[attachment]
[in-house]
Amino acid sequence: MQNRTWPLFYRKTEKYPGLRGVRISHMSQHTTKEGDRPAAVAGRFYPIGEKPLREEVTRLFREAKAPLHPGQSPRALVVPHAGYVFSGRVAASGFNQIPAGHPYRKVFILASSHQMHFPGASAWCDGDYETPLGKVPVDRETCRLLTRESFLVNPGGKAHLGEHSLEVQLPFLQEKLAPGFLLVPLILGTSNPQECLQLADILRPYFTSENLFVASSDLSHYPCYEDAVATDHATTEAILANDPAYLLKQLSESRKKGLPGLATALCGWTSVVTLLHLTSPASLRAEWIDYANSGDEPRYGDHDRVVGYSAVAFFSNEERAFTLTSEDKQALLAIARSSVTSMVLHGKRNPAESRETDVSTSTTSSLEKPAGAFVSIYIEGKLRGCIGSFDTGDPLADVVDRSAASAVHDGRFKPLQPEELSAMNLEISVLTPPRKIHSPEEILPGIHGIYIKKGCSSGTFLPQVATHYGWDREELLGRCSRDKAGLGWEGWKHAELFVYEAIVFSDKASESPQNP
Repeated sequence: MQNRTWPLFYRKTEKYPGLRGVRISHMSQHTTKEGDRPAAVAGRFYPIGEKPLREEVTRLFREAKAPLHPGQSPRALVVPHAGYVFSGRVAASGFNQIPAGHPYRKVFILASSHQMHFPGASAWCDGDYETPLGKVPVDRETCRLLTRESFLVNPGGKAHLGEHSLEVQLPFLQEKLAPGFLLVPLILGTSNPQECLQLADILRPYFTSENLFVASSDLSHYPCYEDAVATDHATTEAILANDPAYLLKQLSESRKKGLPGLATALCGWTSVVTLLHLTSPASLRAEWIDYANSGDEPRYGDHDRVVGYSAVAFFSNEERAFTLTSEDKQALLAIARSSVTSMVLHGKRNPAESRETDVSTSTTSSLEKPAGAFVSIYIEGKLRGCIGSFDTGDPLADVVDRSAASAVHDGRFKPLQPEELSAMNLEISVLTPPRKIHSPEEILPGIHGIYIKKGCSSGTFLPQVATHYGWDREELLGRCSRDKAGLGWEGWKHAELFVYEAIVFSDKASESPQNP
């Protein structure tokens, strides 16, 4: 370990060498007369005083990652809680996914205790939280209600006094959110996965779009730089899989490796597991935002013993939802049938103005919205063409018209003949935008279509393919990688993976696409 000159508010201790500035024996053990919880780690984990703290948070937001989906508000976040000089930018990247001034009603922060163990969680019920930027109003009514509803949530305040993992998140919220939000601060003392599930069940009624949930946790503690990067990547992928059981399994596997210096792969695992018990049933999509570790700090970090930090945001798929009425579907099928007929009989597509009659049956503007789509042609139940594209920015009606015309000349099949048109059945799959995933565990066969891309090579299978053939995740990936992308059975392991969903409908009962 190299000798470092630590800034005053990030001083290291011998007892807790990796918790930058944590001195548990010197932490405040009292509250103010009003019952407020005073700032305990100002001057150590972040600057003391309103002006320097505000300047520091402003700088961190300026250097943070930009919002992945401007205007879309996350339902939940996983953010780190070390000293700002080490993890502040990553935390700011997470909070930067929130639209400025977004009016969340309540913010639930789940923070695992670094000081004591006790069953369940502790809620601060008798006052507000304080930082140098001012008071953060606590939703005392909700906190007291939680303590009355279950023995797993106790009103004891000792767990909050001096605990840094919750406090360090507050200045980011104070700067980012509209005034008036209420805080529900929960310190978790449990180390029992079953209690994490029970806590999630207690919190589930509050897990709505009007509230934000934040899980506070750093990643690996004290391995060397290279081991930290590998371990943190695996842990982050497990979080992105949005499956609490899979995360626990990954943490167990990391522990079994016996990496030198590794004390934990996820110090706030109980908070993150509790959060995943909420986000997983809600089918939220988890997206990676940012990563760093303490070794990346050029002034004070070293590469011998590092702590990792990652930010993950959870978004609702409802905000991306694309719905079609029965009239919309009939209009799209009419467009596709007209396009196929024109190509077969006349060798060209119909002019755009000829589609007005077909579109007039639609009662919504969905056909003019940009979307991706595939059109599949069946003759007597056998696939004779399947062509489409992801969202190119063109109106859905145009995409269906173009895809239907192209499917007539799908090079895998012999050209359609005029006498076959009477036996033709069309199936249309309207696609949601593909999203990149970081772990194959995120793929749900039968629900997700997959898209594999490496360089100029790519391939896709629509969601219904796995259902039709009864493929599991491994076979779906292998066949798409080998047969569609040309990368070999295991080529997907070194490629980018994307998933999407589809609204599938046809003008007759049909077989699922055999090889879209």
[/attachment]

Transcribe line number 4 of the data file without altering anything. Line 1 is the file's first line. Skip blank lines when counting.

């Protein structure tokens, strides 16, 4: 370990060498007369005083990652809680996914205790939280209600006094959110996965779009730089899989490796597991935002013993939802049938103005919205063409018209003949935008279509393919990688993976696409 000159508010201790500035024996053990919880780690984990703290948070937001989906508000976040000089930018990247001034009603922060163990969680019920930027109003009514509803949530305040993992998140919220939000601060003392599930069940009624949930946790503690990067990547992928059981399994596997210096792969695992018990049933999509570790700090970090930090945001798929009425579907099928007929009989597509009659049956503007789509042609139940594209920015009606015309000349099949048109059945799959995933565990066969891309090579299978053939995740990936992308059975392991969903409908009962 190299000798470092630590800034005053990030001083290291011998007892807790990796918790930058944590001195548990010197932490405040009292509250103010009003019952407020005073700032305990100002001057150590972040600057003391309103002006320097505000300047520091402003700088961190300026250097943070930009919002992945401007205007879309996350339902939940996983953010780190070390000293700002080490993890502040990553935390700011997470909070930067929130639209400025977004009016969340309540913010639930789940923070695992670094000081004591006790069953369940502790809620601060008798006052507000304080930082140098001012008071953060606590939703005392909700906190007291939680303590009355279950023995797993106790009103004891000792767990909050001096605990840094919750406090360090507050200045980011104070700067980012509209005034008036209420805080529900929960310190978790449990180390029992079953209690994490029970806590999630207690919190589930509050897990709505009007509230934000934040899980506070750093990643690996004290391995060397290279081991930290590998371990943190695996842990982050497990979080992105949005499956609490899979995360626990990954943490167990990391522990079994016996990496030198590794004390934990996820110090706030109980908070993150509790959060995943909420986000997983809600089918939220988890997206990676940012990563760093303490070794990346050029002034004070070293590469011998590092702590990792990652930010993950959870978004609702409802905000991306694309719905079609029965009239919309009939209009799209009419467009596709007209396009196929024109190509077969006349060798060209119909002019755009000829589609007005077909579109007039639609009662919504969905056909003019940009979307991706595939059109599949069946003759007597056998696939004779399947062509489409992801969202190119063109109106859905145009995409269906173009895809239907192209499917007539799908090079895998012999050209359609005029006498076959009477036996033709069309199936249309309207696609949601593909999203990149970081772990194959995120793929749900039968629900997700997959898209594999490496360089100029790519391939896709629509969601219904796995259902039709009864493929599991491994076979779906292998066949798409080998047969569609040309990368070999295991080529997907070194490629980018994307998933999407589809609204599938046809003008007759049909077989699922055999090889879209």